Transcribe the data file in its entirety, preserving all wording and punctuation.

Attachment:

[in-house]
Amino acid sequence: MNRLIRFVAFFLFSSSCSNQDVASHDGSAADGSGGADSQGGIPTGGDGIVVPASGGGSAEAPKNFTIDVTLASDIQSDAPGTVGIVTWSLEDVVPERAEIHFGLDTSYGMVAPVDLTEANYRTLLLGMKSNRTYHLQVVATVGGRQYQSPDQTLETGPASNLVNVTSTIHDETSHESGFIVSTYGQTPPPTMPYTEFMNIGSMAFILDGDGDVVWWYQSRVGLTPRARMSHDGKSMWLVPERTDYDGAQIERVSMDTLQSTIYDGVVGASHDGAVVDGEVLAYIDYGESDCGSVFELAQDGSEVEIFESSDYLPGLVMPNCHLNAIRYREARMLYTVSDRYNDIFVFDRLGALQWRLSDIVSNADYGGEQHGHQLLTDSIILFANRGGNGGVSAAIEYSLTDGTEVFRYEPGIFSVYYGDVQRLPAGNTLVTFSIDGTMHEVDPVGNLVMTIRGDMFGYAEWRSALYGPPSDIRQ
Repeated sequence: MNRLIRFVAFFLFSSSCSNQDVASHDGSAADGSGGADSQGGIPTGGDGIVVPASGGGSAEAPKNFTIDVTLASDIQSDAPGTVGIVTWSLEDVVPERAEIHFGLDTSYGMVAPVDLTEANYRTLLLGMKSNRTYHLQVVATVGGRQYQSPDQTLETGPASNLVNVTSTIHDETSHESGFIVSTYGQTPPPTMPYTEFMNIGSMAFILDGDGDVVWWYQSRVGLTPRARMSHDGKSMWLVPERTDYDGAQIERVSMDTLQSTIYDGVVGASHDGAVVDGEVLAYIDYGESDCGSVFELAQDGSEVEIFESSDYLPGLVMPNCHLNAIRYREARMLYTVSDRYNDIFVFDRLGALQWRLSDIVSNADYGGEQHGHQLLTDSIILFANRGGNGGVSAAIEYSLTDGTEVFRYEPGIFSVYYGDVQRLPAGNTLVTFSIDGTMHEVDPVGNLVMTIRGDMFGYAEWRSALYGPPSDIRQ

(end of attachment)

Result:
[in-house]
Amino acid sequence: MNRLIRFVAFFLFSSSCSNQDVASHDGSAADGSGGADSQGGIPTGGDGIVVPASGGGSAEAPKNFTIDVTLASDIQSDAPGTVGIVTWSLEDVVPERAEIHFGLDTSYGMVAPVDLTEANYRTLLLGMKSNRTYHLQVVATVGGRQYQSPDQTLETGPASNLVNVTSTIHDETSHESGFIVSTYGQTPPPTMPYTEFMNIGSMAFILDGDGDVVWWYQSRVGLTPRARMSHDGKSMWLVPERTDYDGAQIERVSMDTLQSTIYDGVVGASHDGAVVDGEVLAYIDYGESDCGSVFELAQDGSEVEIFESSDYLPGLVMPNCHLNAIRYREARMLYTVSDRYNDIFVFDRLGALQWRLSDIVSNADYGGEQHGHQLLTDSIILFANRGGNGGVSAAIEYSLTDGTEVFRYEPGIFSVYYGDVQRLPAGNTLVTFSIDGTMHEVDPVGNLVMTIRGDMFGYAEWRSALYGPPSDIRQ
Repeated sequence: MNRLIRFVAFFLFSSSCSNQDVASHDGSAADGSGGADSQGGIPTGGDGIVVPASGGGSAEAPKNFTIDVTLASDIQSDAPGTVGIVTWSLEDVVPERAEIHFGLDTSYGMVAPVDLTEANYRTLLLGMKSNRTYHLQVVATVGGRQYQSPDQTLETGPASNLVNVTSTIHDETSHESGFIVSTYGQTPPPTMPYTEFMNIGSMAFILDGDGDVVWWYQSRVGLTPRARMSHDGKSMWLVPERTDYDGAQIERVSMDTLQSTIYDGVVGASHDGAVVDGEVLAYIDYGESDCGSVFELAQDGSEVEIFESSDYLPGLVMPNCHLNAIRYREARMLYTVSDRYNDIFVFDRLGALQWRLSDIVSNADYGGEQHGHQLLTDSIILFANRGGNGGVSAAIEYSLTDGTEVFRYEPGIFSVYYGDVQRLPAGNTLVTFSIDGTMHEVDPVGNLVMTIRGDMFGYAEWRSALYGPPSDIRQ